The antibody variable region (VH or VL, including the above VDJ gene components) is usually divided into framework region and complementary-determining region (CDR), in which the CDR is also known as hypervariable region. It is generally believed that CDR is involved in antigen-antibody binding, but the identification of CDR is determined by comparing a series of antibody sequences and comparing their variability. In addition, there are not only sequence differences but also length differences in the variable region of antibody, especially in the CDR. If the antibody is numbered in numerical order according to the conventional method, the number of the same conservative site in different antibodies is inconsistent. In order to overcome this problem, Kabat et al first invented the classical Kabat amino acid sequence numbering system and CDR definition system by comparing a large number of variable region sequences of antibodies. This system ensures the consistency of conservative amino acid sites in different antibodies by introducing letters such as a, b, c into the number of amino acid sites in the variable length region. Other commonly used similar CDR definitions and numbering systems include IMGT systems, Chothia systems, etc. Taking the variable heavy chain region of Pembrolizumab (Keytruda) antibody as an example, the CDR and amino acid number are as follows(figure 2):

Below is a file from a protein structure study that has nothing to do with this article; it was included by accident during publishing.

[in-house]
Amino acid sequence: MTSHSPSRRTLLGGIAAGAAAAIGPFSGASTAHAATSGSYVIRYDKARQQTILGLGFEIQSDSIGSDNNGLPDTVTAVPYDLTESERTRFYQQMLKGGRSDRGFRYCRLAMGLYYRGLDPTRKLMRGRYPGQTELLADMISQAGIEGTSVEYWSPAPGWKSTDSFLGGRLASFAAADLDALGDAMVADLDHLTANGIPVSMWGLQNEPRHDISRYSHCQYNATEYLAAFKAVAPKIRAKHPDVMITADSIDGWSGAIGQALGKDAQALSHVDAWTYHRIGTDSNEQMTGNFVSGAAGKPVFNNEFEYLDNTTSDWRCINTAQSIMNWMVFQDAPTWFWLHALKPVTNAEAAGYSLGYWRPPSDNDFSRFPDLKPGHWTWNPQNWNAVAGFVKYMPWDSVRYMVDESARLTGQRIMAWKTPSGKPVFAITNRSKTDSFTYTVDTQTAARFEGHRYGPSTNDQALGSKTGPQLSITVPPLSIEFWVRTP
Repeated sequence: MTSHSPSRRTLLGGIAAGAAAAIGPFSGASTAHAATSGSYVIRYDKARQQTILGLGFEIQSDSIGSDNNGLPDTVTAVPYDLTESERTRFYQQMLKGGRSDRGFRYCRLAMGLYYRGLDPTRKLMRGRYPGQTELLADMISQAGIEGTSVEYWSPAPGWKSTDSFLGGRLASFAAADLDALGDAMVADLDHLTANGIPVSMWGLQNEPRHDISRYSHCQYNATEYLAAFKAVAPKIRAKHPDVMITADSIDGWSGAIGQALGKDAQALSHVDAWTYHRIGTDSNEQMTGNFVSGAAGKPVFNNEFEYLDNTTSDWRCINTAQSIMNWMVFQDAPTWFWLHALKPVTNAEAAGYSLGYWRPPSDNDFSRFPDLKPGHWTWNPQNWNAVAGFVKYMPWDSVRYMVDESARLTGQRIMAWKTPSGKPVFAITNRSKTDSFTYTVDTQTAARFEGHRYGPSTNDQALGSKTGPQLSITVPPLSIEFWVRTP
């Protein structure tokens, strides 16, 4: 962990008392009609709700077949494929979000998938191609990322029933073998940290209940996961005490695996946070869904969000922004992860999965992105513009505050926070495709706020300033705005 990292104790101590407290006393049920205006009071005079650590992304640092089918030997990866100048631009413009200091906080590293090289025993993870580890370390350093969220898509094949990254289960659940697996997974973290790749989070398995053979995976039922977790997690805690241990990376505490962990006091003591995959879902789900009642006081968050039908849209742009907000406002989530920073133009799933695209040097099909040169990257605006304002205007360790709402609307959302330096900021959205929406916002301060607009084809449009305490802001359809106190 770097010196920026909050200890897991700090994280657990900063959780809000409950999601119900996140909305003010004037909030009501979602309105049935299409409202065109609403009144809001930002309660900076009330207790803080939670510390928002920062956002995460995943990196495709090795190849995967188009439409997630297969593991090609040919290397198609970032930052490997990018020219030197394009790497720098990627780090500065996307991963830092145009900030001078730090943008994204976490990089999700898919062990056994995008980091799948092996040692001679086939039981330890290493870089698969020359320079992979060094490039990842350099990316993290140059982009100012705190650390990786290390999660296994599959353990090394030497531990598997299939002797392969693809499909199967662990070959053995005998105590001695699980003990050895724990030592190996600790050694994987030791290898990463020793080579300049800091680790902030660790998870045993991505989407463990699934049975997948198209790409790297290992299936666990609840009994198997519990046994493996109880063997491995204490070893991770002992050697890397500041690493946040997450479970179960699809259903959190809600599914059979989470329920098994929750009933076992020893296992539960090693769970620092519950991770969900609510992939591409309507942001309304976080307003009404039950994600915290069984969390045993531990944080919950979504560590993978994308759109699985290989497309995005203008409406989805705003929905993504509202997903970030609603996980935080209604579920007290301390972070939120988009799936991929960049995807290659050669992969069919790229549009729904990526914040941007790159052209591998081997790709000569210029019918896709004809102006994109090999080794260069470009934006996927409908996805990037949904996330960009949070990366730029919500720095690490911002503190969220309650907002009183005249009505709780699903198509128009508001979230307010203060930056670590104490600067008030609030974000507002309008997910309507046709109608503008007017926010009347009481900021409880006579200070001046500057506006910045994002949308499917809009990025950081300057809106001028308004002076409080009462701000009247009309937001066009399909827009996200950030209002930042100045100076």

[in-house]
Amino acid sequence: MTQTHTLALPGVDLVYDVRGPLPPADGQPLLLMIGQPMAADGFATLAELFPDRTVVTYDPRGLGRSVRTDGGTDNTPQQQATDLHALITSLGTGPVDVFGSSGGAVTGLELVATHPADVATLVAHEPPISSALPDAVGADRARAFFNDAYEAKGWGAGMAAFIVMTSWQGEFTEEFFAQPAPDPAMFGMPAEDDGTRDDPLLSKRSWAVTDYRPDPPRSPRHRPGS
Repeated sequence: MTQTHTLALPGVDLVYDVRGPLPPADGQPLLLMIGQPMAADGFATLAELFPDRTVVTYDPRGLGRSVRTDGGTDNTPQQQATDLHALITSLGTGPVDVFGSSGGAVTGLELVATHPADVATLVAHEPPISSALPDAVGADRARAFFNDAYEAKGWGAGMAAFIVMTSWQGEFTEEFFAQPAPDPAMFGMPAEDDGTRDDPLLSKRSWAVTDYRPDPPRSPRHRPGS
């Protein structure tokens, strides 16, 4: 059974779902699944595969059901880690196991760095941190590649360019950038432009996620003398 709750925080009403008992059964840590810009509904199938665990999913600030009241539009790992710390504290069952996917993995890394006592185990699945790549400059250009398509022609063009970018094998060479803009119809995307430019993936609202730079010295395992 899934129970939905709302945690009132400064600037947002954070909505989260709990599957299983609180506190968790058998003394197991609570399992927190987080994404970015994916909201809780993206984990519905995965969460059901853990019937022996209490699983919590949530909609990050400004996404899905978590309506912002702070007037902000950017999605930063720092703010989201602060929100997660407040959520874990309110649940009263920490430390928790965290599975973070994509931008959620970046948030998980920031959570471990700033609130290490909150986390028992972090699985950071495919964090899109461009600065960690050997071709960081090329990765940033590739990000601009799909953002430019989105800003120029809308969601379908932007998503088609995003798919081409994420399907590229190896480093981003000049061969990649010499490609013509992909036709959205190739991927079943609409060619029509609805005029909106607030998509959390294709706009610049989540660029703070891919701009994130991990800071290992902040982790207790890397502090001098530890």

Figure 2. Labeling of antibody CDR and amino acid sequence number
Structurally, the antibody variable region consists of nine β strands to form two β sheets, and each strand is connected by a loop. The positions of the three CDRs are generally corresponding to loop BC, loop C’C” and loop FG. (figure 3.). It is worth noting that, since CDR was first defined based on sequence variability as mentioned above, this loop structure in structural biology is not completely corresponding to the CDR, and the consistency between CDR and loop structure in different CDR definition systems is different.
Figure 3. The structure of β strand in antibody variable region (AntibodyEngineering, Volume 2, Springer Protocols, 2010).
Further study on the structure of antigen-antibody complexes shows that only about one third of the amino acid residues in the CDR are directly involved in the binding with the antigen, and this part of the amino acid sequence changes more than the other parts of the CDR. This part of the amino acid residues are named as Specificity-Determine Residue (SDR), and the region containing these SDRs is named as abbreviated-CDRs (aCDRs). For Chothia CDR system, the relationship between hypervariable loop (HV), CDR and aCDR is shown below.(Figure 4.) :
Figure 4. The relative positions of HV loop, CDR and ACDR (Chothia Numbering System)
Chothia et al. further found that the five CDRs except CDRH3 showed some fixed characteristics in sequence and structure, showing that they had some conservative sites in the CDR or Framework region relative to a specific CDR length. These sites were usually several fixed types of amino acid residues, which were important for maintaining the conformation of the CDR or loop region. These types of structures were called Canonical structure of antibody. In addition, Foote and Winter et al. found that there are some key amino acids supporting the CDR or loop region in the CDR adjacent region, including 16 variable regions of heavy chain and 14 variable regions of light chain, which are named Vernier Zone. Residues of Vernier Zone and Canonical Structure overlap to some extent. The locations of variable regions of heavy chain and light chain, CDR, aCDR, hypervariable loop, Canonical Structure Residues, Vernier Zone, etc. are shown below (Figure 5,6)：